Make us your home page
Instagram

Today’s top headlines delivered to you daily.

(View our Privacy Policy)

Consultant: St. Pete Pier District could draw millions

Analysts say the Pier District will create hundreds of jobs and bring in close to 2 million visitors a year.

Courtesy city of St. Petersburg

Analysts say the Pier District will create hundreds of jobs and bring in close to 2 million visitors a year.

By Waveney Ann moore

Times Staff Writer

ST. PETERSBURG — An economic analysis of the future Pier District promises a rosy return on the project's $66 million price tag.

The study by Lambert Advisory of Miami estimates that the district — which is not yet under construction and is expected to open at the end of 2018 — will have a potential annual economic impact on St. Petersburg of $80 million, create hundreds of jobs, bring in close to two million visitors a year and boost demand for hotels and restaurants.

Lambert expects spending by the anticipated crowds of local and out-of-town visitors to have a broad impact beyond the 26-acre Pier District and the surrounding downtown area. Visitors are expected to spend about $30 million for food and beverages, $10 million for retail and services and $15 million for hotels.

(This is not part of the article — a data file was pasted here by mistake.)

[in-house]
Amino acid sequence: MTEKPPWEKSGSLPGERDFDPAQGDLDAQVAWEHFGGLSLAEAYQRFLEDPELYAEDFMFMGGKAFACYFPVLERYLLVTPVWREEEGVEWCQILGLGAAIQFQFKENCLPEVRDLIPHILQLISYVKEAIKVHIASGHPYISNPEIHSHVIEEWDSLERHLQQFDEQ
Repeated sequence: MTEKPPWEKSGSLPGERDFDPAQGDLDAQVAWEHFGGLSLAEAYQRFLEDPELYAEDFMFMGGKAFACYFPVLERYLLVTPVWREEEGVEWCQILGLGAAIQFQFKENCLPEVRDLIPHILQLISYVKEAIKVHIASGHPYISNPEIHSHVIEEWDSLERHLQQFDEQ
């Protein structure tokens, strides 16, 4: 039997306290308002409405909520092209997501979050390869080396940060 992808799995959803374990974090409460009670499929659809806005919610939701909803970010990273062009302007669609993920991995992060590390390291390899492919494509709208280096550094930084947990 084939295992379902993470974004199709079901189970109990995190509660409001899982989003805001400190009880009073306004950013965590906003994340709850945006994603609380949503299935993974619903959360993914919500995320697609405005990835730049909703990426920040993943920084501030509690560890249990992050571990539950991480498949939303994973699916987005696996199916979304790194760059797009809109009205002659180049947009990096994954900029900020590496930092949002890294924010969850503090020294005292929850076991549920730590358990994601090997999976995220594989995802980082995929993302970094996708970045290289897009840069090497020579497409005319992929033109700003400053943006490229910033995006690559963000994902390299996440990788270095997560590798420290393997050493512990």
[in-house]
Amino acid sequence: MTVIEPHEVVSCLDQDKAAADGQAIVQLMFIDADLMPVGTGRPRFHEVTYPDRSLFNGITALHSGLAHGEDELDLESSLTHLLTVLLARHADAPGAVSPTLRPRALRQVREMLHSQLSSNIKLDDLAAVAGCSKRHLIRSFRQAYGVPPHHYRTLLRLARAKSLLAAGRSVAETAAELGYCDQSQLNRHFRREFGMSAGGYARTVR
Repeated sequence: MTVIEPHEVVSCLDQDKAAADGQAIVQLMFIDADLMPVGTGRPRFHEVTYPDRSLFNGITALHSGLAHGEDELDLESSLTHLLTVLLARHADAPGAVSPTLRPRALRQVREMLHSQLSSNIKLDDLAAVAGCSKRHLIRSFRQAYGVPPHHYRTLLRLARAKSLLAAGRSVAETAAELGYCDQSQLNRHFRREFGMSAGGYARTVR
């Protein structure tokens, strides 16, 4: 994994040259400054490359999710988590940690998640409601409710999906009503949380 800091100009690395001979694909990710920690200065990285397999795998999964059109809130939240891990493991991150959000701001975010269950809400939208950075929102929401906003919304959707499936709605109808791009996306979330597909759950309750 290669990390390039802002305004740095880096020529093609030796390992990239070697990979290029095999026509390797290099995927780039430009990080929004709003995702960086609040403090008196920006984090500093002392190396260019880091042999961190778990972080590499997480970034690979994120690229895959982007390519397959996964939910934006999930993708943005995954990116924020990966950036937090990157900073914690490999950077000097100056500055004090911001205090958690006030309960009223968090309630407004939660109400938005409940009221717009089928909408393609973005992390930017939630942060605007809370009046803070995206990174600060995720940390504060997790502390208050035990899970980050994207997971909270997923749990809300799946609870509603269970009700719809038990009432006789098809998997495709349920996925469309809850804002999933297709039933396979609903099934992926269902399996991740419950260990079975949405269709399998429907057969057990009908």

In a prepared statement following the report's release, Mayor Rick Kriesman said he was "thrilled" that the district "will not only be a world-class destination for residents and for visitors from around the world, but that it will also have such a strong economic impact."

City Council member Karl Nurse's response was somewhat muted.

"Candidly, I don't put a lot of credence on these reports. The impact of building something is pretty straightforward," he said, referring to the $17.5 million in wages expected from the 365 full-time jobs that would be created during the district's construction.

"When you add entertainment activities to an area, the only net gain is bringing money from out of the area into the area," Nurse said.

"So economically, if it causes visitors to come or stay longer, then there's an economic gain. Otherwise, it's just additional choices for people who live in the area. I have never seen an economic impact study that I haven't thought was inflated."

Meanwhile, the waiting continues for a key permit to get the project started. Pinellas County issued its permit in late April, but one from the U.S. Army Corps of Engineers is still pending.

"We expect to have that shortly," said Chris Ballestra, the city's managing director of development coordination. "They committed to get that to us this month."